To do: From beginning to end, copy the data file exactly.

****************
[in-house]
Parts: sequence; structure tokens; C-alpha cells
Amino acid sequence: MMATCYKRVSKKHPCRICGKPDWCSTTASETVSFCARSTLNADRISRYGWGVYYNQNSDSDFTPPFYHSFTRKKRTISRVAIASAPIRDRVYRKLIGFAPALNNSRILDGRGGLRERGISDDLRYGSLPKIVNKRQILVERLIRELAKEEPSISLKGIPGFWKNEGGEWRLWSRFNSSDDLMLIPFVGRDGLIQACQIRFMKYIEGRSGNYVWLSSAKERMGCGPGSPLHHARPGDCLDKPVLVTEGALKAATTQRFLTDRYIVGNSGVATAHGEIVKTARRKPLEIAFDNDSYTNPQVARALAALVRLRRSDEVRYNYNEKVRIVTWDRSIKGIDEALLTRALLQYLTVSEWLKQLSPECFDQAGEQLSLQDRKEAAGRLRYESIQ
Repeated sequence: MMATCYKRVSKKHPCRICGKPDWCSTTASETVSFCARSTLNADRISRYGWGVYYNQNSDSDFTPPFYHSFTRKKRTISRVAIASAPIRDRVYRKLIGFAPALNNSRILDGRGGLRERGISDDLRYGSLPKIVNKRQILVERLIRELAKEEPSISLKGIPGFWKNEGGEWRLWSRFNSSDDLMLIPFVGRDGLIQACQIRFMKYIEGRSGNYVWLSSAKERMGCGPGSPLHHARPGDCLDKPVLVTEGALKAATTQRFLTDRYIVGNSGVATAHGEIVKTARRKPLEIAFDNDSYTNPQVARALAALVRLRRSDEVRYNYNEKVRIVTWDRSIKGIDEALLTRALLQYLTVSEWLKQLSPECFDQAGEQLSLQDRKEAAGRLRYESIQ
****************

[in-house]
Parts: sequence; structure tokens; C-alpha cells
Amino acid sequence: MMATCYKRVSKKHPCRICGKPDWCSTTASETVSFCARSTLNADRISRYGWGVYYNQNSDSDFTPPFYHSFTRKKRTISRVAIASAPIRDRVYRKLIGFAPALNNSRILDGRGGLRERGISDDLRYGSLPKIVNKRQILVERLIRELAKEEPSISLKGIPGFWKNEGGEWRLWSRFNSSDDLMLIPFVGRDGLIQACQIRFMKYIEGRSGNYVWLSSAKERMGCGPGSPLHHARPGDCLDKPVLVTEGALKAATTQRFLTDRYIVGNSGVATAHGEIVKTARRKPLEIAFDNDSYTNPQVARALAALVRLRRSDEVRYNYNEKVRIVTWDRSIKGIDEALLTRALLQYLTVSEWLKQLSPECFDQAGEQLSLQDRKEAAGRLRYESIQ
Repeated sequence: MMATCYKRVSKKHPCRICGKPDWCSTTASETVSFCARSTLNADRISRYGWGVYYNQNSDSDFTPPFYHSFTRKKRTISRVAIASAPIRDRVYRKLIGFAPALNNSRILDGRGGLRERGISDDLRYGSLPKIVNKRQILVERLIRELAKEEPSISLKGIPGFWKNEGGEWRLWSRFNSSDDLMLIPFVGRDGLIQACQIRFMKYIEGRSGNYVWLSSAKERMGCGPGSPLHHARPGDCLDKPVLVTEGALKAATTQRFLTDRYIVGNSGVATAHGEIVKTARRKPLEIAFDNDSYTNPQVARALAALVRLRRSDEVRYNYNEKVRIVTWDRSIKGIDEALLTRALLQYLTVSEWLKQLSPECFDQAGEQLSLQDRKEAAGRLRYESIQ